Colin Maugham, shill for the multibillion-dollar prohibition industry, says drug prohibition should be kept because we have lowered cigarette smoking rates and criminals will be criminals ( Letters, March 29). Is he aware that cigarettes are legal? If they weren't, you can be sure their sale would provide gangs with additional billions.

Cigarettes are the paradigmatic case for legal, regulated markets. Although dangerous, they are sold by legitimate businesspeople to adults in a tightly controlled market, with extra taxation used to defray the known health care costs.

Kirk Tousaw Executive director, Beyond Prohibition Foundation, Vancouver

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6 CN AB: PUB LTE: Saving LivesSun, 07 Mar 2010
Source:Calgary Herald (CN AB) Author:Tousaw, Kirk Area:Alberta Lines:43 Added:03/08/2010

Re: "Insite doesn't do enough to change addicts," Susan Martinuk, Opinion, March 5. Susan Martinuk seems to think the point of harm reduction strategies like Insite is to "change addicts" into, presumably, non-addicts. She misses the point entirely and, again, posits a false choice between harm reduction and treatment.

Insite is there to save lives and prevent the spread of disease. It achieves those goals remarkably well. As a tangential benefit, but not a goal, it also provides addicts with contact with social services, including treatment options. It does that remarkably well, also.

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7 CN BC: PUB LTE: The Fire Chief Is Wrong On Both CountsTue, 02 Feb 2010
Source:Ladysmith Chronicle (CN BC) Author:Tousaw, Kirk Area:British Columbia Lines:40 Added:02/04/2010

The fire chief wants to decrease the risk from legal "grow-ops" and thinks that disclosing the locations will do it. He is wrong on both counts.

First, the idea that growing this plant is somehow inherently risky is false - pure grow-opaganda. Cannabis is just as safe to grow as tomatoes if done properly.

Second, disclosure of private health information is not going to change growing practices or make anyone safer. It will likely result in legal growers being harassed .. and exposed them to the risk of theft.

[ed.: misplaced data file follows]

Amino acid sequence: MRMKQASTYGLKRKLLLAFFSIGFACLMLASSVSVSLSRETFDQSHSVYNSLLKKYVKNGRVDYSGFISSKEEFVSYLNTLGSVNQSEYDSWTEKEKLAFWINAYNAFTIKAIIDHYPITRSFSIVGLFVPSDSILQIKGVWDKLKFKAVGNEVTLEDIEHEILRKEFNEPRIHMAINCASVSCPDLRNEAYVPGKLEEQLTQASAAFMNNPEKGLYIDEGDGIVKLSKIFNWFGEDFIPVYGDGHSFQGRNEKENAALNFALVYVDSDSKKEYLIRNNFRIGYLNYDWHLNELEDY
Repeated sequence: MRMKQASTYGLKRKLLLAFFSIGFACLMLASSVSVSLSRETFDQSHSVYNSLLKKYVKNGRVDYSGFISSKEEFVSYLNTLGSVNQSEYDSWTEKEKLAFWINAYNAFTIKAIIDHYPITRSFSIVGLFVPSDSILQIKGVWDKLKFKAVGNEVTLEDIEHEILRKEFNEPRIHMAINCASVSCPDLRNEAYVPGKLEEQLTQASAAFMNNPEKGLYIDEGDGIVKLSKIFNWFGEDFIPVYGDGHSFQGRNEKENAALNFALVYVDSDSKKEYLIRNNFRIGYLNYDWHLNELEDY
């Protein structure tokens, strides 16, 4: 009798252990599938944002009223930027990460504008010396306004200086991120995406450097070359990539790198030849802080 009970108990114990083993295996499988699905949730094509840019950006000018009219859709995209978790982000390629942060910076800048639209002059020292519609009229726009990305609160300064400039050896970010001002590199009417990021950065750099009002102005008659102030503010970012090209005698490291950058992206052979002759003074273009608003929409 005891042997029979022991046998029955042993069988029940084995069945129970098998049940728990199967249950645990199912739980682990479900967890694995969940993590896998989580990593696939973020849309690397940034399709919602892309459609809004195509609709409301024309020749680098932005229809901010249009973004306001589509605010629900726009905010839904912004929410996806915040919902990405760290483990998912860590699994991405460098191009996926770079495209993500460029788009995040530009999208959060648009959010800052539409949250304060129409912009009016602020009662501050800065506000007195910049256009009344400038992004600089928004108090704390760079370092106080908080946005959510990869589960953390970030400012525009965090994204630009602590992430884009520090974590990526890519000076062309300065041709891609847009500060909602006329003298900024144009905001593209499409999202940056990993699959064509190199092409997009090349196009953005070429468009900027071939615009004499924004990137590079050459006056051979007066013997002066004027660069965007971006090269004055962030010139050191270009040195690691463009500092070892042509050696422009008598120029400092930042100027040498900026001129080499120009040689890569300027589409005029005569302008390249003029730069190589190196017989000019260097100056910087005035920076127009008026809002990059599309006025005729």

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8 CN BC: PUB LTE: Only Sensible Approach To Pot Is To Legalize ItMon, 11 Jan 2010
Source:Nanaimo Daily News (CN BC) Author:Tousaw, Kirk Area:British Columbia Lines:54 Added:01/11/2010

Re: 'Paul Walton: Canada's pot conundrum ' (Daily News, Jan. 5)

Paul Walton says that people that want to end marijuana prohibition should "get a life."

In fact, we want to save lives.

Marijuana prohibition causes harm, and lots of it. It creates illegal markets that are, in the words of the Fraser Institute, a "gift of revenue" to organized crime. Prohibition also ruins countless young lives by equating normal youthful experimenting with criminal conduct carrying with it -- for more than 50,000 Canadians each year -- lifelong criminal records for simple possession. Prohibition is also solely to blame for the much decried (and much exaggerated) problem of dangerous suburban "grow-ops".

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9 CN BC: PUB LTE: Marijuana Use Is Safer Than Drinking AlcoholTue, 05 Jan 2010
Source:Nanaimo Daily News (CN BC) Author:Tousaw, Kirk Area:British Columbia Lines:53 Added:01/09/2010

Re: 'Pot growers, sellers are breaking the law' (Daily News, Jan. 2)

Susan Schleppe's letter about jail sentences for growing marijuana was so ill informed and illogical that I hardly know where to start.

First, she's wrong about what the Senate did to Bill C-15 (mandatory jail for drug offences). The mandatory sentences remain in place for growing even one cannabis plant if the garden is in a rental or poses a potential safety risk to the public.